I wasn’t told when it would happen, but then the next day people started calling, saying, “Have you seen what’s on your building?” There was this giant mural. Looters isn’t subtle [it depicts two National Guards taking a TV out of a window]. There were reports of looting after Hurricane Katrina and Gustav and he’s obviously channelled that into his wry contempt for authority.
Diogenes Francis of Assisi Jean-Jacques Rousseau William Godwin Henry David Thoreau John Ruskin Leo Tolstoy Peter Kropotkin Thorstein Veblen Mahatma Gandhi Aldous Huxley Theodor W. Adorno Herbert Marcuse Erich Fromm E. F. Schumacher Henri Lefebvre Pier Paolo Pasolini Jacques Ellul David Riesman John Kenneth Galbraith Cornelius Castoriadis Fredy Perlman Arne Næss Guy Debord Abbie Hoffman Murray Bookchin Ivan Illich André Gorz Pierre Bourdieu Jacque Fresco Jean Baudrillard Zygmunt Bauman George Carlin Benjamin Barber Noam Chomsky Jürgen Habermas Gary Snyder Fredric Jameson Raoul Vaneigem Herman Daly Michael Löwy George Ritzer Serge Latouche Ted Kaczynski Kalle Lasn John Zerzan Jeremy Rifkin Al Gore Slavoj Žižek Vandana Shiva Bernard Stiegler Jigme Singye Wangchuck Amy Goodman Jello Biafra Arundhati Roy Chuck Palahniuk Banksy Naomi Klein Julia Butterfly Hill M.I.A.
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Artwork description & Analysis: This work, now covered and protected by a Perspex overlay, features a man dressed up in what we associate with traditional riot gear, with a bandana obscuring his face, and his cap on back-to-front. His stance is one of a person about to lob a Molotov cocktail; he's taking aim and is ready to throw his weapon. However, instead of a weapon, he holds a bunch of flowers (which are the only part of the mural to appear in color.) This piece is located on a wall on the side of a garage in Jerusalem on the main road to Beit Sahour, Bethlehem.
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Comics & manga Fantasy & Sci Fi Fashion Flowers Food & drink Geography & locale Horror & gothic Humorous saying Inspirational saying Landscape & scenery LGBTQ pride Love & friendship Military Movie Music Nautical Nudes Patriotic & flags People & portrait Pet portrait Phrase & saying Plants & trees Religious Science & tech Sports & fitness Stars & celestial Steampunk Superhero Travel & transportation TV Video game Western & cowboy Zodiac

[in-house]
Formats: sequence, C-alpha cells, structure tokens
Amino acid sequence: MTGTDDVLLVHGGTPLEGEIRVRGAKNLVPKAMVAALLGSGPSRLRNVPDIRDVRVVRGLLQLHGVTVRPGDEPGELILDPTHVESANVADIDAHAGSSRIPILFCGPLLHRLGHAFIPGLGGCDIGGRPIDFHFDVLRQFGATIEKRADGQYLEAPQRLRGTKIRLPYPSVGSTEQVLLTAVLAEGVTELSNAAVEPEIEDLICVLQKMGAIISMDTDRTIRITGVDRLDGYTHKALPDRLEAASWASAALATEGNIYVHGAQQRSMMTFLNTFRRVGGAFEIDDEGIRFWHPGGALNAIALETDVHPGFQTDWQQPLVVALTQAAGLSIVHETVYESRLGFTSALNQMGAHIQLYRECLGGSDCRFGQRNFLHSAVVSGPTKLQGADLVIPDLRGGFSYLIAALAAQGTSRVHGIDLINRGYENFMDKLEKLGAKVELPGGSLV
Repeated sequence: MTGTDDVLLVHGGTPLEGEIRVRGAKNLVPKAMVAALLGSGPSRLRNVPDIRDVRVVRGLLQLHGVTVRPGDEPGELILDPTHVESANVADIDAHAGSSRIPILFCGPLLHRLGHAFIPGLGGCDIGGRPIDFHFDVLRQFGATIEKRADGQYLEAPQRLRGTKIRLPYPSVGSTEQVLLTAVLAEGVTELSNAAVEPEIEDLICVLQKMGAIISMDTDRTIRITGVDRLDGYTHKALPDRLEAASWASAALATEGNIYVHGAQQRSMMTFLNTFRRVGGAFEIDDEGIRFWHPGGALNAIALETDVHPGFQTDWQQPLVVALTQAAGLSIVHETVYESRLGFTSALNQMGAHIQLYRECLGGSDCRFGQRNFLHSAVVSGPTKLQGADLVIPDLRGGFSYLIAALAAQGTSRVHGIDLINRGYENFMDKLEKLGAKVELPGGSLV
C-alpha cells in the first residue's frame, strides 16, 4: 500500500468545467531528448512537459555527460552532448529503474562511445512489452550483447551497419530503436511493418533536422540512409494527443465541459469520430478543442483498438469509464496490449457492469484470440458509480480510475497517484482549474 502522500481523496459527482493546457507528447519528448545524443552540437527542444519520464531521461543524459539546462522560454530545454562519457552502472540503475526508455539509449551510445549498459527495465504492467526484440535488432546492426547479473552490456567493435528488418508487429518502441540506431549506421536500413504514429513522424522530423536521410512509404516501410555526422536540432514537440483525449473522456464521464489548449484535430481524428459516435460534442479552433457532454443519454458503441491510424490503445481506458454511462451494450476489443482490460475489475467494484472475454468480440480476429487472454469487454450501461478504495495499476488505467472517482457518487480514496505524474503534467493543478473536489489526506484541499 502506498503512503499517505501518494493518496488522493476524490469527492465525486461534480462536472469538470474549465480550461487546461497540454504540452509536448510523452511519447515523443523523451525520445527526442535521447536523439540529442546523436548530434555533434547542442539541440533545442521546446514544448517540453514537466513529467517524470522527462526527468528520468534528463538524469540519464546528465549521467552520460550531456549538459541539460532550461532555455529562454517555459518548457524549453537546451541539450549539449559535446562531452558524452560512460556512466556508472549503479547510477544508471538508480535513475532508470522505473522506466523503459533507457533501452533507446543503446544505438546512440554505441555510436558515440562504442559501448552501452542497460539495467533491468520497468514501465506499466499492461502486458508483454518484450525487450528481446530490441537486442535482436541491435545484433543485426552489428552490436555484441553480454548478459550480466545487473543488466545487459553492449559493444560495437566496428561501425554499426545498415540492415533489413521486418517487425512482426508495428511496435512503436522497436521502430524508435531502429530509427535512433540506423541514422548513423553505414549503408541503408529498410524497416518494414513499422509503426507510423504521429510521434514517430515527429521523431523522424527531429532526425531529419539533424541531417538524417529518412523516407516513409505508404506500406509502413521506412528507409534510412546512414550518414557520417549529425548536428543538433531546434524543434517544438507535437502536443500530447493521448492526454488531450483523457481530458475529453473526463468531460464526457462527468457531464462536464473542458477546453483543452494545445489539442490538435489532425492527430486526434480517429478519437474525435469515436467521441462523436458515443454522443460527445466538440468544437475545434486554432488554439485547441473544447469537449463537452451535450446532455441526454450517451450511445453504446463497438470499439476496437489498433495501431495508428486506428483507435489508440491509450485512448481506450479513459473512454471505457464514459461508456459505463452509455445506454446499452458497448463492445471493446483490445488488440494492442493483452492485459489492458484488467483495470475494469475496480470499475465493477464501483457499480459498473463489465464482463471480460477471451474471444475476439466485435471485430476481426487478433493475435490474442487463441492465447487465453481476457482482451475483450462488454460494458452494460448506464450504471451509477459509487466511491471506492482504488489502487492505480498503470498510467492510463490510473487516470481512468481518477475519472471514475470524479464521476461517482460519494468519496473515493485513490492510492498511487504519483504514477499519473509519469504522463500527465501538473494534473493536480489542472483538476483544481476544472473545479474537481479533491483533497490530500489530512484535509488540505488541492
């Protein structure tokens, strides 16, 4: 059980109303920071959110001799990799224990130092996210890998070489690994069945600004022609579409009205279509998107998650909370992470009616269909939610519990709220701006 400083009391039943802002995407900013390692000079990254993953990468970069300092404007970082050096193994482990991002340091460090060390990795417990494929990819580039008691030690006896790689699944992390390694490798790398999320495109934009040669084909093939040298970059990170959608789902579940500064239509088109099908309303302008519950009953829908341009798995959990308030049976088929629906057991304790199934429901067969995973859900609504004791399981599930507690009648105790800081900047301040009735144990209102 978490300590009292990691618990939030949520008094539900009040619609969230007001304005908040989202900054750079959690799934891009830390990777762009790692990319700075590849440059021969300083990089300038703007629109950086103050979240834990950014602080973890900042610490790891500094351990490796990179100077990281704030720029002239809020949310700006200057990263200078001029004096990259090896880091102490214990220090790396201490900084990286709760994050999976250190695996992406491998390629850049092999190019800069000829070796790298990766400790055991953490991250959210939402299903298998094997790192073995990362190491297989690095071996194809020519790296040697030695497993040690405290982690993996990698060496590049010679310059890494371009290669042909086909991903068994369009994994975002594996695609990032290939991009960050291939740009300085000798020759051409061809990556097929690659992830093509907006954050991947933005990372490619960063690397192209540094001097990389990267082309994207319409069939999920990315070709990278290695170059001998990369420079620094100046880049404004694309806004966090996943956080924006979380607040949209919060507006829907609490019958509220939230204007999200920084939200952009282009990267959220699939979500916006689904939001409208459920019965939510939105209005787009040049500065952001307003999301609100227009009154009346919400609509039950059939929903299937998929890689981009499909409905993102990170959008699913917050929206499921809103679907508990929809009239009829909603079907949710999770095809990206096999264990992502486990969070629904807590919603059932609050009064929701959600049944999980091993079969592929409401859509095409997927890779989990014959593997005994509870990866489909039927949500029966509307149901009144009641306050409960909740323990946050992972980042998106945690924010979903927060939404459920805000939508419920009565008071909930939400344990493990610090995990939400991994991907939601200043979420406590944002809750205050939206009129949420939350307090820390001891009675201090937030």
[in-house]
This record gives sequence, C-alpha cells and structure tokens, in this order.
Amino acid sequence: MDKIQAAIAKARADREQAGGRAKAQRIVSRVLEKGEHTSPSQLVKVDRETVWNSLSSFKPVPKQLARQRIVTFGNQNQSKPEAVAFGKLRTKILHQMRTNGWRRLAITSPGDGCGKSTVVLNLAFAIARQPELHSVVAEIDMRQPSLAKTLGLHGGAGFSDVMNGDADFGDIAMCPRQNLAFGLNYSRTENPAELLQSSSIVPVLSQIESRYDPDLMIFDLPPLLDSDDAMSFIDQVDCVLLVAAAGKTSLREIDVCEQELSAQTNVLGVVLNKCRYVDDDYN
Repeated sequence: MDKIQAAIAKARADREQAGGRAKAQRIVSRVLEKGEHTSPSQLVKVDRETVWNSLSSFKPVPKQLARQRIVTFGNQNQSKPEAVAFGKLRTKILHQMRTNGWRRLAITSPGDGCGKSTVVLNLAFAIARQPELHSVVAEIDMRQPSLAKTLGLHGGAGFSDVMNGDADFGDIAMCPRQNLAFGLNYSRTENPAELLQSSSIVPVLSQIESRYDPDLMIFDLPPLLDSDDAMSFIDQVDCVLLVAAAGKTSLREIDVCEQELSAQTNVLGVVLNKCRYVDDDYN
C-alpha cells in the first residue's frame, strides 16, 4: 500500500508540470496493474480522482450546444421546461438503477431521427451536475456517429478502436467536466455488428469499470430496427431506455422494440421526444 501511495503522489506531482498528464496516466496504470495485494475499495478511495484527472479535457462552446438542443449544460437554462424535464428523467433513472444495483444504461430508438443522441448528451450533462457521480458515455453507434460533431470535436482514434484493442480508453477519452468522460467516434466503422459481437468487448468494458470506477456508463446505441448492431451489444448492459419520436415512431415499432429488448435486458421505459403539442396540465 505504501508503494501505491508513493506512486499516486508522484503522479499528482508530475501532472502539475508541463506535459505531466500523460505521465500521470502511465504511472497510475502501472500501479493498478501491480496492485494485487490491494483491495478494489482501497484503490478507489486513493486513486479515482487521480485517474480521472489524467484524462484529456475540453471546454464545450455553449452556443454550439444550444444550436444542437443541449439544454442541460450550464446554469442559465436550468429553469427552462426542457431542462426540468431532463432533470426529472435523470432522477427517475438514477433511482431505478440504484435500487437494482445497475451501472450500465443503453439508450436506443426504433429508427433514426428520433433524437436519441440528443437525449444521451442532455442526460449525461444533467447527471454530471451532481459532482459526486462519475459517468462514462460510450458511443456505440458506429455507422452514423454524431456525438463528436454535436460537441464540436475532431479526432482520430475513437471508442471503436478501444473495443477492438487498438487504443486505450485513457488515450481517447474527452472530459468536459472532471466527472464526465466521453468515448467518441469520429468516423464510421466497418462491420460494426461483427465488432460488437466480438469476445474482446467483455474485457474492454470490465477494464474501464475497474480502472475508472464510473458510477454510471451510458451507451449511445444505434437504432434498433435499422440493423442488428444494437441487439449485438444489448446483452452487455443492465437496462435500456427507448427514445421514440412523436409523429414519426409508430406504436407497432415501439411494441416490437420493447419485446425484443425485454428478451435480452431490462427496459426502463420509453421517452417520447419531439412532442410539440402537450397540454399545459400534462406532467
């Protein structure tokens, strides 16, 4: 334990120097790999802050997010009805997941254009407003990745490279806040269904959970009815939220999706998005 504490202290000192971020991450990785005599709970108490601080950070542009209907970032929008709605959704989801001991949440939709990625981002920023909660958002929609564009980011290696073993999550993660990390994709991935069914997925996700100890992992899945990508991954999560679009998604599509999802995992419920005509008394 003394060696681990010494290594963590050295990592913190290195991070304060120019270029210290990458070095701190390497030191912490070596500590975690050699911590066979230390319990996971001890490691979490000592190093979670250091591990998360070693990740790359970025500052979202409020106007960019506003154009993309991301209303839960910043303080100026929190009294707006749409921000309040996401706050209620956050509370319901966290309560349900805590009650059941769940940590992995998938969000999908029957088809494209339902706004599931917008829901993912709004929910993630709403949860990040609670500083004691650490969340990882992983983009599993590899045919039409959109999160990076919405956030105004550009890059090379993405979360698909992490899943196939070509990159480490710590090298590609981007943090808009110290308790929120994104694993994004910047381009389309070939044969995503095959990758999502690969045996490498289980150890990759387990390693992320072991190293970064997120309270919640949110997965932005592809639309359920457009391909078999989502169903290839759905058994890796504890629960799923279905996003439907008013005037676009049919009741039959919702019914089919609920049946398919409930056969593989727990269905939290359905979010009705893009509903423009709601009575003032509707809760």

Both Mickey Mouse and Ronald McDonald are two family-friendly faces of American capitalism, the same country that dropped Napalm on Vietnam. Banksy's work then becomes a critique of not just America but also of capitalism. The girl's horror-stricken face is juxtaposed against the two characters' big, bright smiles. In this simple image, Banksy shows both the fun, carefree facade of American culture, and the reality that America also has a very dark, underbelly which drops bombs on people, and both commercializes and glamorizes war. Banksy once stated that "The greatest crimes in the world are not committed by people breaking the rules but by people following the rules. It's people who follow orders that drop bombs and massacre villages."
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Because of the secretive nature of Banksy's work and identity, it is uncertain what techniques he uses to generate the images in the stencils, though it is assumed he uses computers for some images due to the photographic quality of much of his work. He mentions in his book Wall and Piece that as he was starting to do graffiti, he was always either caught or could never finish the art in one sitting. He claims he changed to stencilling while hiding from the police under a rubbish lorry, when he noticed the stencilled serial number. He then devised a series of intricate stencils to minimise time and overlapping of the colour.
Choosing a tag or graffiti name was common in this subculture to brand work and to avoid arrest. This is the name that he has stuck with since. The Bristol street artists adopted graffiti-style pseudonyms and painted in collaborative groups or ‘crews’. His earliest influence was musician and graffiti writer 3D, one of the pioneers who brought free-hand, spraycan-style graffiti writing to the UK from the New York subways.
Banksy once characterised graffiti as a form of underclass "revenge", or guerilla warfare that allows an individual to snatch away power, territory and glory from a bigger and better equipped enemy. Banksy sees a social class component to this struggle, remarking "If you don't own a train company then you go and paint on one instead." Banksy's work has also shown a desire to mock centralised power, hoping that their work will show the public that although power does exist and works against you, that power is not terribly efficient and it can and should be deceived.
Government Spies appeared on the side of a house in Cheltenham in April 2014. The mural depicts mysterious 1950’s style agents listening in on a telephone box in reference to former CIA agent Edward Snowdon exposed techniques used by several agencies. The house on which the mural was painted is close to GCHQ (Government Communications Headquarters) which is the UK equivalent of America’s NSA. The piece was sold by the home owner to a private collector who is preparing to remove the mural, but as of 2 July the local council have placed a stop order on the work for one month. Government Spies Location.